Social Psychology Chapter 3 Summary The Nature of the Social Self - The self is a social entity - 3 parts of the self: the individual self, the relational self and the collective self - Individual self: persons’ beliefs about his/ her unique personality traits, abilities, preferences etc. focusses on what sets person apart from others - Relational self: sense of oneself in specific relationships; husband or wife etc. - Collective self: person’s identity as a member of the groups they belong to like Irish- Canadian, gay urban male etc. The Origins of Self-Knowledge - Everyone from Athenians to Buddhists wonder about the self Family and Other Socialization Agents - How we socialize our kids for ex: children must share and say thank you etc. - This shapes our sense of self by encouraging certain behaviours and providing opportunities for certain activities, socialization agents can influence traits, abilities and preferences that we come to associate w/ ourselves - For ex: if you’re taken to Sunday school and indoctrinated as a Catholic; it’s not surprise that you become one - Reflected self-appraisals: beliefs about what others think of our social selves - Reactions and appraisals communicate to us if who we are: funny, neurotic, have potential etc. - This is how we THINK people see us, not how they actually think - Their impact isn’t necessarily that direct; it is indirect through our own perception - Medial prefrontal cortex is heightened during self-referential cognition (when people are asked to think about who they are) - Adolescents exhibit greater activity relative to adults in neural systems relevant to both self- perception and perspective taking; adolescents relied on reflected appraisals more meaning they define self through other’s views of them Situationism and the Social Self - Our social-self changes across different contexts Aspects of the self that is relevant in the social context - Working self-concept: subset of self-knowledge brought to mind in a particular context - We are different around our peers vs. our parents and in different contexts Aspects of the self that is distinctive in social context - What makes you different from everyone else can also be what defines you - For ex: if you’re a Guyanese in Canada, that distinction is part of your self-definition Both Malleable and Stable - We have the idea of having a stable, core self while shifting depending on social circumstance - Core components of self-knowledge are likely to be on top of the mind no matter what context - Person’s pool of self-knowledge remains relatively stable over time, providing a sense of self- continuity even as different pieces of self-knowledge come to the fore in different contexts - One’s sense of self shifts depending on context thus these shifts are predictable, stable patterns - Malleability of the self is stable - Malleable shifting from one context to another but at same time a person’s social self has core components that shifts from one context that persists across contexts Culture and the Social Self - Western countries emphasize personal success whereas Asian cultures emphasize group cooperation - Cultures promoting independent self-construal—self is autonomous entity distinct and separate from others; must assert uniqueness and independence; focus on internal behaviour== traits are stable across time and social context - Interdependent self-construal: self is connected to others; imperative is for person to find their place in community and focus is on influence of social context and situation on current behaviour. self is embedded in social relationships Culture and the Social Self in the Brain - Medial prefrontal cortex is active when describing self - Chinese participants: activation in medial prefrontal cortex occurred when making comparisons of others but for westerners there was a relative deactivation of medial prefrontal cortex - People with interdependent self-construals use same region to describe self and others Gender and the Social Self - American women construe themselves are more interdependent than men but men are more independent; the same is found in the Japanese - Women are more compassionate and better judges of personality and emotion - Men are more attuned to their own internal responses but women are more attuned to situational cues - Can come from socialization; from young we raise our girls differently, they play different sports and are portrayed differently - Evolutionarily: men are equipped physically and psychologically for hunting and aggressive encounters whereas women were more equipped for nurturing young Social Comparison - Social comparison theory: hypothesis that people compare themselves to others in order to obtain accurate assessment of their own opinions, abilities and internal states - We don’t compare ourselves to the likes of Einstein but from people approximately at your level of skill; more on the worse-off side b/c we like to feel good about ourselves - We are inclined to wish we can be better at some skill making engage in upward social comparison instead of downward ones - We routinely compare ourselves against certain people like our best friends to the point where it becomes automatic Narratives about the Social Self - We have a narrative of our life: where we grew up, important events, characters involved and we tell them to our parents or best friends - Cross cultural research shows Canadians were more likely to describe embarrassing scene from another’s point of view rather than their own vs. Asians who would do it as a 3 person account - Westerners experience things from inside out and easterners experience things from the outside in Organization of Self-Knowledge - Social self depends on ability to remember—to know who we are and other people are - Self-schemas: cognitive structure derived from past experience that rep. a person’s beliefs and feelings about the self in particular domains Self-Schemas - For ex: conscientiousness; we all have self-schema representing our beliefs and feeling about how conscientious we are based on situations where conscientiousness was relevant like studying for exams - Self-schema of one who is high in conscientiousness is likely to include more instances of past conscientious behaviour along w/ beliefs about what it means to be high in conscientiousness compared w/ self-schema for someone who isn’t part of her self-conception at all - Person w/ self-schema in a particular domain should process info in that domain more quickly and retrieve evidence consistent w/ self-schema more rapidly - Self-reference effect: tendency for info related to self to be more thoroughly processed and integrated w/ existing self-knowledge thereby making it more memorable Self-complexity Theory - Self-complexity: tendency to define self in terms of multiple domains that are relatively distinct from one another in context - High self-complexity means you define yourself in a number of domains, I’m a student, athlete, Rihanna fan etc. etc.) and these domains relatively don’t overlap in content - Any change in a domain doesn’t affect someone with high self-complexity as it does someone w/ low self-complexity Self-Esteem - California task force though they should elevate self-esteem to yield many benefits in society Trait and State Self-Esteem - Self-esteem: positive or negative overall evaluation that each person has of himself or herself - Trait self-esteem is persons’ enduring level of self-regard across time; it is fairly stable - People reporting low trait self-esteem report the same later and vice versa for high self-esteem - State self-esteem: dynamic and changeable self-evaluations experienced as momentary feeling about the self which rises and falls according to transient mood - People experiencing a temporary set-back will feel a dive in self-esteem temporarily Contingencies of Self-Worth - Contingencies of self-worth: an account of self-esteem that maintains that self-esteem is contingent on successes & failures in domains on which a person has based his or her self-worth - For ex: my self-esteem gets a boost when I get a good grade = self-esteem is contingent on school success - It’s costly to pursue self-esteem in any domain b/c it makes you controlled by that domain; your mood is contingent upon your success or failure in that domain - Replace self-esteem goals w/ alternative goals including others o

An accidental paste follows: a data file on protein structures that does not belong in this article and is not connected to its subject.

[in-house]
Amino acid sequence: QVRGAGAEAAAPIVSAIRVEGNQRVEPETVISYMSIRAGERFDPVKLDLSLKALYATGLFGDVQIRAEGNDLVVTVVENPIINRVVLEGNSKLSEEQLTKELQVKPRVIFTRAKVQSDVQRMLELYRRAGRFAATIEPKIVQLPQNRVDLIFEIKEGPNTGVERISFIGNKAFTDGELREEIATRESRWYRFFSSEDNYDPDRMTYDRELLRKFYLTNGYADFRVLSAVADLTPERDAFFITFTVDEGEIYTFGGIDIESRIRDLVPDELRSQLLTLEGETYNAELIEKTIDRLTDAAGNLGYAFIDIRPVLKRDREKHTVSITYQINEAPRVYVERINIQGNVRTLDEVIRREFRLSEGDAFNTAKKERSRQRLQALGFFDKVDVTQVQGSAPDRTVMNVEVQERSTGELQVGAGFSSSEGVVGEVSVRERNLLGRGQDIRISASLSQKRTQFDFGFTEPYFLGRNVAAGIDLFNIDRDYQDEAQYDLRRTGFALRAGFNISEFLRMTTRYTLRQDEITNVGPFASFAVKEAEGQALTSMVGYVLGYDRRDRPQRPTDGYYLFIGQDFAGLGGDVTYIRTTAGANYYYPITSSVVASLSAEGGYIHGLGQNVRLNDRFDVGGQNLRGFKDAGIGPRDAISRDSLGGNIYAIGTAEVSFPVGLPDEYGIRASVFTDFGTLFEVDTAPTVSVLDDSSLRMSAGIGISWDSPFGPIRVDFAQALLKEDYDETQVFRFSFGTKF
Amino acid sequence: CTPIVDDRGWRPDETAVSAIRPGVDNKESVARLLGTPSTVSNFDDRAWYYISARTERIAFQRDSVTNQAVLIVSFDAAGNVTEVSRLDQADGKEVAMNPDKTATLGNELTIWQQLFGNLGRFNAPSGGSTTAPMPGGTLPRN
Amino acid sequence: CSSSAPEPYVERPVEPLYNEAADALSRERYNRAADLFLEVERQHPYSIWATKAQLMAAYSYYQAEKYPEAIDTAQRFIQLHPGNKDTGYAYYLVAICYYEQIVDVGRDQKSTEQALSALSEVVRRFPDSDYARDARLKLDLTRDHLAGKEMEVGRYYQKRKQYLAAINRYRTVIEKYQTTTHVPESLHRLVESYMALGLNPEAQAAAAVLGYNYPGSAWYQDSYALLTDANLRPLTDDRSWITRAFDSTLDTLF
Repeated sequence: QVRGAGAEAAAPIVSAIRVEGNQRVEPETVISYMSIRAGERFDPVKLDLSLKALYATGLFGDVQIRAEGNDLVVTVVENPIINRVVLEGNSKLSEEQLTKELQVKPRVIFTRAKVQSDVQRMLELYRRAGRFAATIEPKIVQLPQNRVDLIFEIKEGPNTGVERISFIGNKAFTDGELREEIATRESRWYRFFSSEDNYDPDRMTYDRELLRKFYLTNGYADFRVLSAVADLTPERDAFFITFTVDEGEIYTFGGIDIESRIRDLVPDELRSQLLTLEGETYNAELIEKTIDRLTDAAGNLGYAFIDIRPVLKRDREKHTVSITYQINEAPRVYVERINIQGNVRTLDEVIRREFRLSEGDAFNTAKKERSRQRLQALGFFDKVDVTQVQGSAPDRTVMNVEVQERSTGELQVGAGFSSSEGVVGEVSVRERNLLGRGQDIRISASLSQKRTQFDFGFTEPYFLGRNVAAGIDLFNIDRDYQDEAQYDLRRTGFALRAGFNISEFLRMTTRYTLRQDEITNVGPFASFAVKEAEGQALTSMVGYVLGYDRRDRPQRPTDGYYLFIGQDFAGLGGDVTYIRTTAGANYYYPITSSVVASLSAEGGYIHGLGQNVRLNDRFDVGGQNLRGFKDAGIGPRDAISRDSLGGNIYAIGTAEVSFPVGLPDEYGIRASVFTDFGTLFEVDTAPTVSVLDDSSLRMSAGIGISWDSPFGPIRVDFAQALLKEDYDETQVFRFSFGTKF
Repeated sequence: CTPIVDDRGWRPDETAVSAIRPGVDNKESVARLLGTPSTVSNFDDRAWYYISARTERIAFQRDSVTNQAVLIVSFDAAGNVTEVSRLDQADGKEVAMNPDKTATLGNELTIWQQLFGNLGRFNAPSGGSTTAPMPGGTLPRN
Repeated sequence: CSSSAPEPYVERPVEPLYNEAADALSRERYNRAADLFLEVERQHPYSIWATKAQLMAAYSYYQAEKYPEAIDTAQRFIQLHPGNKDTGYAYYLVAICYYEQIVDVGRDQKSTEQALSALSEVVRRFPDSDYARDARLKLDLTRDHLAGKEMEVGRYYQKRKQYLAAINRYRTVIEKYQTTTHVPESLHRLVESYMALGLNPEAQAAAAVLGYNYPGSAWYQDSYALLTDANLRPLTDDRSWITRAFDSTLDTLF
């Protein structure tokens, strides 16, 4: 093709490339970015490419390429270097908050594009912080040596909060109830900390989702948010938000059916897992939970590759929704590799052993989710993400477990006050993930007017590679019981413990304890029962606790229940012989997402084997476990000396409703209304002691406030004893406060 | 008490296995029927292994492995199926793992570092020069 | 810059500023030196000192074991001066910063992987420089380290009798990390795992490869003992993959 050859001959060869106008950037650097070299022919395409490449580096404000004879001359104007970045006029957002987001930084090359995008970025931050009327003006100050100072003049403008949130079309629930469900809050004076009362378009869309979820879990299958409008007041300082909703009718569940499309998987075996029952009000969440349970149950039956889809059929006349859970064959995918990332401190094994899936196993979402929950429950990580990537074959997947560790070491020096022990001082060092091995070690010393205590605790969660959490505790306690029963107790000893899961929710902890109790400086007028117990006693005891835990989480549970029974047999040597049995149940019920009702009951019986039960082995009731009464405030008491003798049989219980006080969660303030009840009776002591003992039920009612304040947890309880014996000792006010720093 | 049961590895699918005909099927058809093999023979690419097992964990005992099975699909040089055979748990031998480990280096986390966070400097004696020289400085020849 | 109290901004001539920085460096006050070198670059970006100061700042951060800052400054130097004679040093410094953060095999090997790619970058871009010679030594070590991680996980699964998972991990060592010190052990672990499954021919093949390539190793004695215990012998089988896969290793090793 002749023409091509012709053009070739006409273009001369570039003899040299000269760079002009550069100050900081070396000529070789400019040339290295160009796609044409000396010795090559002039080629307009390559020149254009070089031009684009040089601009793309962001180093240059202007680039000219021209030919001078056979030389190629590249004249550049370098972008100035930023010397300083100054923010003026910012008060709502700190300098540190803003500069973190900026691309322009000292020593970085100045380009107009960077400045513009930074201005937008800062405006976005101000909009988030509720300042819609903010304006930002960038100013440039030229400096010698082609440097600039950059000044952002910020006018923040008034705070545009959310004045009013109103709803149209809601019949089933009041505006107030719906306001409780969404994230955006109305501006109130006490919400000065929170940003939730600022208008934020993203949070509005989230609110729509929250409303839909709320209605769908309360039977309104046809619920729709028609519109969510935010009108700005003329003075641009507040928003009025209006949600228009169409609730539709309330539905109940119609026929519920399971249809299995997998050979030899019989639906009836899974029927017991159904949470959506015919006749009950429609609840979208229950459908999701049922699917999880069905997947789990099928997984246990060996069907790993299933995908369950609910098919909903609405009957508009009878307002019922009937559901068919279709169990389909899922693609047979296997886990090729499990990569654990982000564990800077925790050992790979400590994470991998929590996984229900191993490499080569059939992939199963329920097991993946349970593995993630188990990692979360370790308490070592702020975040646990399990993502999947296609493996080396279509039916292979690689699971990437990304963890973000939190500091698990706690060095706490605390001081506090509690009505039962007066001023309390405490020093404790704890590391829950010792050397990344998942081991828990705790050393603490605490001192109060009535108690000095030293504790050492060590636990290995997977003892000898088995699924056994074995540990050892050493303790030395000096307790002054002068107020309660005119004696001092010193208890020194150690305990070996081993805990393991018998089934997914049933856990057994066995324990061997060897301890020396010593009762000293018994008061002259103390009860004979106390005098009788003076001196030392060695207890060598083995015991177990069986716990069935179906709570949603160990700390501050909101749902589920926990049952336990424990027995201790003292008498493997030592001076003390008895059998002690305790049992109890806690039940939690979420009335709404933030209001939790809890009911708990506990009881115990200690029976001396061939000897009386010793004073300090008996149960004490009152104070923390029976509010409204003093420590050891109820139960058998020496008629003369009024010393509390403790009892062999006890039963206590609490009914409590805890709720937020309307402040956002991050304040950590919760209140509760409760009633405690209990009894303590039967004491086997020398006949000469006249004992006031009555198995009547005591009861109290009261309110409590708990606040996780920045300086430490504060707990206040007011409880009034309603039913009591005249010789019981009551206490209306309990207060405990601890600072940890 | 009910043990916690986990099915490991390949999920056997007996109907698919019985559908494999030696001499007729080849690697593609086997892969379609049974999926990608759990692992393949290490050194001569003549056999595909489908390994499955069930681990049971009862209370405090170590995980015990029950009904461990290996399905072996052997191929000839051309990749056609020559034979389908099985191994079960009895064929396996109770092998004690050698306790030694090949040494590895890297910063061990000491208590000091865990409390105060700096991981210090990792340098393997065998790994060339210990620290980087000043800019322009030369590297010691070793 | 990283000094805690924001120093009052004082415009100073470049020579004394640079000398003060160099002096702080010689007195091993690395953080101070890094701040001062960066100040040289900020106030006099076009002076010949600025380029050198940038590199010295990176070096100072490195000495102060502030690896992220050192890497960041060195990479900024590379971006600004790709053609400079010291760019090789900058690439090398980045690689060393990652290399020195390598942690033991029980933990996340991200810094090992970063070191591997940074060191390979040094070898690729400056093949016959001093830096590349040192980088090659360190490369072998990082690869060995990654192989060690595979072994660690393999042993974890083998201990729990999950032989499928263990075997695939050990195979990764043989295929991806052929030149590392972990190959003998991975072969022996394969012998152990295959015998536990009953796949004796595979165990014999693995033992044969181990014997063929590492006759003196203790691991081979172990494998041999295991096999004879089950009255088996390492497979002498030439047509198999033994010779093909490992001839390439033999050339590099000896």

More Less

Related notes for PSYC 215

Log In


Don't have an account?

Join OneClass

Access over 10 million pages of study
documents for 1.3 million courses.

Sign up

Join to view


By registering, I agree to the Terms and Privacy Policies
Already have an account?
Just a few more details

So we can recommend you notes for your school.

Reset Password

Please enter below the email address you registered with and we will send you a link to reset your password.

Add your courses

Get notes from the top students in your class.